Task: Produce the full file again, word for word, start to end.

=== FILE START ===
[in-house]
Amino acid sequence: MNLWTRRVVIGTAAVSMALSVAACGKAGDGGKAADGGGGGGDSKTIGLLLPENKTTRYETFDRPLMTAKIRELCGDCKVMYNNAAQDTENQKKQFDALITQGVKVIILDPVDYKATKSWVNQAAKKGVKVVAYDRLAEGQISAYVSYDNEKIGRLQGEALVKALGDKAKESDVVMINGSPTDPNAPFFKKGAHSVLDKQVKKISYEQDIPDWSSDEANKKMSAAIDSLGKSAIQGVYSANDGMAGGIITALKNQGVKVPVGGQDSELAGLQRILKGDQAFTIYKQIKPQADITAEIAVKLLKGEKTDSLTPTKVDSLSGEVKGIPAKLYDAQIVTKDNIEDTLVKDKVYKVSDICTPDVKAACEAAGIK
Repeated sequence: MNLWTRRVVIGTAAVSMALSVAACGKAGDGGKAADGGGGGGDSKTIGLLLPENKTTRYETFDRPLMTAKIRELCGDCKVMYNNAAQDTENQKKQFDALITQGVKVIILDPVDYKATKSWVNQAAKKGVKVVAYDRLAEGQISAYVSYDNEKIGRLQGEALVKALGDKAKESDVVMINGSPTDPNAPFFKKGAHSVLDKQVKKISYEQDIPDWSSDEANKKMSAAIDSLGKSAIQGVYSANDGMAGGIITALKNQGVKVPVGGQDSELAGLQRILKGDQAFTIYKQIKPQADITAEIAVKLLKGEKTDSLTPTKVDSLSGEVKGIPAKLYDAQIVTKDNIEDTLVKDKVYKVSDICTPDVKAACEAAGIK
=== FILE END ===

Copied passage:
[in-house]
Amino acid sequence: MNLWTRRVVIGTAAVSMALSVAACGKAGDGGKAADGGGGGGDSKTIGLLLPENKTTRYETFDRPLMTAKIRELCGDCKVMYNNAAQDTENQKKQFDALITQGVKVIILDPVDYKATKSWVNQAAKKGVKVVAYDRLAEGQISAYVSYDNEKIGRLQGEALVKALGDKAKESDVVMINGSPTDPNAPFFKKGAHSVLDKQVKKISYEQDIPDWSSDEANKKMSAAIDSLGKSAIQGVYSANDGMAGGIITALKNQGVKVPVGGQDSELAGLQRILKGDQAFTIYKQIKPQADITAEIAVKLLKGEKTDSLTPTKVDSLSGEVKGIPAKLYDAQIVTKDNIEDTLVKDKVYKVSDICTPDVKAACEAAGIK
Repeated sequence: MNLWTRRVVIGTAAVSMALSVAACGKAGDGGKAADGGGGGGDSKTIGLLLPENKTTRYETFDRPLMTAKIRELCGDCKVMYNNAAQDTENQKKQFDALITQGVKVIILDPVDYKATKSWVNQAAKKGVKVVAYDRLAEGQISAYVSYDNEKIGRLQGEALVKALGDKAKESDVVMINGSPTDPNAPFFKKGAHSVLDKQVKKISYEQDIPDWSSDEANKKMSAAIDSLGKSAIQGVYSANDGMAGGIITALKNQGVKVPVGGQDSELAGLQRILKGDQAFTIYKQIKPQADITAEIAVKLLKGEKTDSLTPTKVDSLSGEVKGIPAKLYDAQIVTKDNIEDTLVKDKVYKVSDICTPDVKAACEAAGIK